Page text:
Print Version    Email to Friend
Positions of power in the Church

In today’s passage, we are in the house of a Pharisee at the end of the liturgy in the synagogue, and Jesus is one of the guests. In a Jewish banquet, a rigid etiquette is observed, as there are hierarchies to be respected. 

Seats are allocated carefully: at the centre are the people of honour who were invited to sit beside the host. At the same time, Jesus notices the awkward attitudes, embarrasment and clumsiness of people who were asked to take lower seats. 

Then he introduces a parable. “Whenever you are invited, go rather to the lowest seat, so that your host may come and say to you: friend, you must come up higher. And this will be a great honour for you in the presence of all the other guests.”

It is strange that he would condescend to suggest so mean a trick in order to be successful in public, and to be vain. The advice is a repetition from Proverbs (25:6-7). But on Jesus’ lips, its purpose is not to teach a tactic for social success.

A closer observation of the text makes us think that the supper of Jesus on Palestinian land is an artificial setting.

Luke uses it to put in the mouth of the Lord a lesson to the Christians of his communities where, often, the presbyters, the heads of the various ministries, let themselves be taken in by the desire to occupy the first places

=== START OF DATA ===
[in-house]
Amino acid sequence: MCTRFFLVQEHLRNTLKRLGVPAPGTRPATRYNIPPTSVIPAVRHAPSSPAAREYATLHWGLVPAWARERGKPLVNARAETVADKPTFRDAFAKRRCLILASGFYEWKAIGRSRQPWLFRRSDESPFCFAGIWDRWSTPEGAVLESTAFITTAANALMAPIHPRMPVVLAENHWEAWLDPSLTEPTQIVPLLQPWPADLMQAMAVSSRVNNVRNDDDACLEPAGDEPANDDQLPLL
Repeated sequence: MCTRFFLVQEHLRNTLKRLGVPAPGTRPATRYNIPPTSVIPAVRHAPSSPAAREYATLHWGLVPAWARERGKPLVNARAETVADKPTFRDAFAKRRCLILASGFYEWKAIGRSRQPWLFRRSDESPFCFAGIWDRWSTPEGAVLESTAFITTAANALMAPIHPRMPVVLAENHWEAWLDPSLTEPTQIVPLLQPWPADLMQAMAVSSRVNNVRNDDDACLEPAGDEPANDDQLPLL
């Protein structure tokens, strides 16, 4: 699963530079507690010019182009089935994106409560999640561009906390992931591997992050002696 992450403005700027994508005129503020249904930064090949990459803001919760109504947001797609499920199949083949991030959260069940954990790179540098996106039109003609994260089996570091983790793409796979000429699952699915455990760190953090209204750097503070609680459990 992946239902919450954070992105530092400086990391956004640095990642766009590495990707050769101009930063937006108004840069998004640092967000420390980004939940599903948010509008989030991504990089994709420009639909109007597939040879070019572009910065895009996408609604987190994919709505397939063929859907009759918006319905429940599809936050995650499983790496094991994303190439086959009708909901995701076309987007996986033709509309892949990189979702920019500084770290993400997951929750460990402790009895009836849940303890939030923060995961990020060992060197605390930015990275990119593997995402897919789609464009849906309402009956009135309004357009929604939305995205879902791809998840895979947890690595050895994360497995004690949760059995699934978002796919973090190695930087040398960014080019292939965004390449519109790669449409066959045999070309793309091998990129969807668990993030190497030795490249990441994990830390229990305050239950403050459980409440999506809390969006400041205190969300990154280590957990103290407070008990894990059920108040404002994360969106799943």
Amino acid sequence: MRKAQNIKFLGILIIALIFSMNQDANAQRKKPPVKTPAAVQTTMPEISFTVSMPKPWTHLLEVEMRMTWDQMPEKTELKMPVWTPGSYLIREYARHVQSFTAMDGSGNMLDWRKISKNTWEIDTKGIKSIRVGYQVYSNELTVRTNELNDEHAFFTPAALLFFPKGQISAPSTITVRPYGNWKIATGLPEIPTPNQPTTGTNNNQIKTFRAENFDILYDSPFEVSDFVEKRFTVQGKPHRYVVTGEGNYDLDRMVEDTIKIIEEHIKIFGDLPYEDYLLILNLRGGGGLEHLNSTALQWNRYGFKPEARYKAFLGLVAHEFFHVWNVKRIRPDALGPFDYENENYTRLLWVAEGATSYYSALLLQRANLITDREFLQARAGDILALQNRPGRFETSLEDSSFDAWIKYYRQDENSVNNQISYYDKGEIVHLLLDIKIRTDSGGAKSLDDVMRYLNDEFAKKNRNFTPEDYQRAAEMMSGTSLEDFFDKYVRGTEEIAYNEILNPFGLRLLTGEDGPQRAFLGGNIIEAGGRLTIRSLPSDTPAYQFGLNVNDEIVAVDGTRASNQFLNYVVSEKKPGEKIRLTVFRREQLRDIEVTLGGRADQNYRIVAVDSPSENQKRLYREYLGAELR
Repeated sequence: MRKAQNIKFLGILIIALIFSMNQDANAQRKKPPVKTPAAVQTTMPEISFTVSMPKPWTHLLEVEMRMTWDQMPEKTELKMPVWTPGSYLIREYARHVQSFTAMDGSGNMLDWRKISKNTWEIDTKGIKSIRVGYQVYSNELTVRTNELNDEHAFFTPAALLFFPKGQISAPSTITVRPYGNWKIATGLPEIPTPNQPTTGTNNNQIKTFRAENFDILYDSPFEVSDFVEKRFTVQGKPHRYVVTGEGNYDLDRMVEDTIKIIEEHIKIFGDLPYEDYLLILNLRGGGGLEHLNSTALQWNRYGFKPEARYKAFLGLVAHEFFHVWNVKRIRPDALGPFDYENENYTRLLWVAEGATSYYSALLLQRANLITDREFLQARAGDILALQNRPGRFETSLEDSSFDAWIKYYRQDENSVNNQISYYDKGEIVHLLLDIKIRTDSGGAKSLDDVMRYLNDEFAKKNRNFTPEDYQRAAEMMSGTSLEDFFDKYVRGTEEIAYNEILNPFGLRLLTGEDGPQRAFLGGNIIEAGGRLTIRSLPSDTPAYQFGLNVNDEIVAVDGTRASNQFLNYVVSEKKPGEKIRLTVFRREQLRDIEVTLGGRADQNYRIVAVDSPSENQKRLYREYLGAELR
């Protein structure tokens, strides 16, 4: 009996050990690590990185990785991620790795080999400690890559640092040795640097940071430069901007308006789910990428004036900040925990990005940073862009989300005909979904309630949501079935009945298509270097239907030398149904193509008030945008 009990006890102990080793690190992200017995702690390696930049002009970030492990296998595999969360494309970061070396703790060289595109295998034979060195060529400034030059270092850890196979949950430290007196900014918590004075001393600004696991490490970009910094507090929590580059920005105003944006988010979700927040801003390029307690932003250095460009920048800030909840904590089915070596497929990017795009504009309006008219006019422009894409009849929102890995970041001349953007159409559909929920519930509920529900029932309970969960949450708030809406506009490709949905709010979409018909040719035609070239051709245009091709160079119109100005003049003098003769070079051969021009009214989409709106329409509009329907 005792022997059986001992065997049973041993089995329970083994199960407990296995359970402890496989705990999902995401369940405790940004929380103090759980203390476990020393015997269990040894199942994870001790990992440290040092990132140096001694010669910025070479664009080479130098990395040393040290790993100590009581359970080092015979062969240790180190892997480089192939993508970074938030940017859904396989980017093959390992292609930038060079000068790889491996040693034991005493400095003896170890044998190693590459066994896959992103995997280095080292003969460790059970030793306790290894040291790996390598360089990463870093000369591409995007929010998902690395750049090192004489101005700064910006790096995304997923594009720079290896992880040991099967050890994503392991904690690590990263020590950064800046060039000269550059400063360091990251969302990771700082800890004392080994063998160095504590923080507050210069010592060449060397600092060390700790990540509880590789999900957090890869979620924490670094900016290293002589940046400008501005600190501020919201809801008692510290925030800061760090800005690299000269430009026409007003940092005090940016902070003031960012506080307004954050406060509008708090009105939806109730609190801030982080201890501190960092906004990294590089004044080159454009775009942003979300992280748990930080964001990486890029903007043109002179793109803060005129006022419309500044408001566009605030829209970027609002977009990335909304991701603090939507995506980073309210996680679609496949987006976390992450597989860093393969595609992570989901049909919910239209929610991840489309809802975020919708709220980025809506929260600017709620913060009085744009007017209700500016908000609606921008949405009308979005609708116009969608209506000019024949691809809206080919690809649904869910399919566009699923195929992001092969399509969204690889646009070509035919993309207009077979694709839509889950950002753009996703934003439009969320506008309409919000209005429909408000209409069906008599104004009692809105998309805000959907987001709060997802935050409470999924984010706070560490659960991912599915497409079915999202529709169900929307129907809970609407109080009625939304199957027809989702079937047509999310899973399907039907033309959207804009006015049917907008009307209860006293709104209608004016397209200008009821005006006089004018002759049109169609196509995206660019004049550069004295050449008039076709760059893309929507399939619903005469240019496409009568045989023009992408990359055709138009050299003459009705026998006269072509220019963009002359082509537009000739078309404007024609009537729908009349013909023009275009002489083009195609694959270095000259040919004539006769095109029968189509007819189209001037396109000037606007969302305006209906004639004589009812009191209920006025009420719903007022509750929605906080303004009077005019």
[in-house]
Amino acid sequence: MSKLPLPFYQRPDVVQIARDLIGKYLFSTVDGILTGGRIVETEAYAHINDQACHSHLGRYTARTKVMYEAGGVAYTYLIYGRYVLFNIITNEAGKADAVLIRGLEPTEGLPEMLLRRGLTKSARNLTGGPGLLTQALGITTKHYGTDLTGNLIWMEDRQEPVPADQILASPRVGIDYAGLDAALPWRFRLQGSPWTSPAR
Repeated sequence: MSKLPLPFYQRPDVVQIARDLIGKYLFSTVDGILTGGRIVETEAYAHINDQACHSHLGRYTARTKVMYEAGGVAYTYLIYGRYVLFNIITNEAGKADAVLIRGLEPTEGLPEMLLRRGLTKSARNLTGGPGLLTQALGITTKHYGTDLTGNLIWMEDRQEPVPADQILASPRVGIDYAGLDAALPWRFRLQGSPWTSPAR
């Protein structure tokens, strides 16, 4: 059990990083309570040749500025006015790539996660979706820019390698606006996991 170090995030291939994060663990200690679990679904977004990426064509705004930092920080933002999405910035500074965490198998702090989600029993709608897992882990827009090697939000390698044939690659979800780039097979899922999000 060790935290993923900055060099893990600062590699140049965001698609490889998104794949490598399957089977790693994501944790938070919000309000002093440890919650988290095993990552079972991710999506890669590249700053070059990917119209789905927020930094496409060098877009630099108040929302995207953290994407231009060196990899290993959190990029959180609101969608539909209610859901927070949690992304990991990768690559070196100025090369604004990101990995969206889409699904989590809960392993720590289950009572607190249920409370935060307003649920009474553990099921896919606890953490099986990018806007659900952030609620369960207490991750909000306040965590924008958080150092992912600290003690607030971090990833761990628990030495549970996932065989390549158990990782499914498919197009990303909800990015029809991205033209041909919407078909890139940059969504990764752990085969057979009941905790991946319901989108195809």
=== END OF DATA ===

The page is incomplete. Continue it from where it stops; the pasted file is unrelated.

It is the eternal problem of the Church: everyone should serve, but, in practice, there is always someone who aspires to honourary titles, wants to excel, swells with pride and comes to transform even the Eucharist, an occasion for self-celebration. Here’s the cancer that destroys our communities!

 At the last supper, Jesus wanted the message to stay etched in the minds of the disciples. 

He washed their feet to set an example. Jesus wants to reverse the positions, to overturn the scale of values. Only those who choose, as he did, the place of the servant, will be exalted during the only banquet that counts, that of the kingdom of God.

He advises the disciples who act like Pharisees in the Church, who discriminate against people to begin a new banquet wherein the four categories of good people give way to the other four: “When you give a feast invite instead the poor, the crippled, the lame and the blind.”

The crippled, the blind and the lame were not allowed into the temple of the Lord (Leviticus 21:18). 

Their condition was a clear sign of their sin and the assembly of the Israelites was to be composed of people of integrity, perfect, pure, flawless the four categories of good people.

Jesus announces that he has come to begin a new feast, a banquet where the excluded, the people rejected by everyone become the first guests, those for whom the seats of honour are reserved.



Father Fernando Armellini SCJ    
Claretian Publications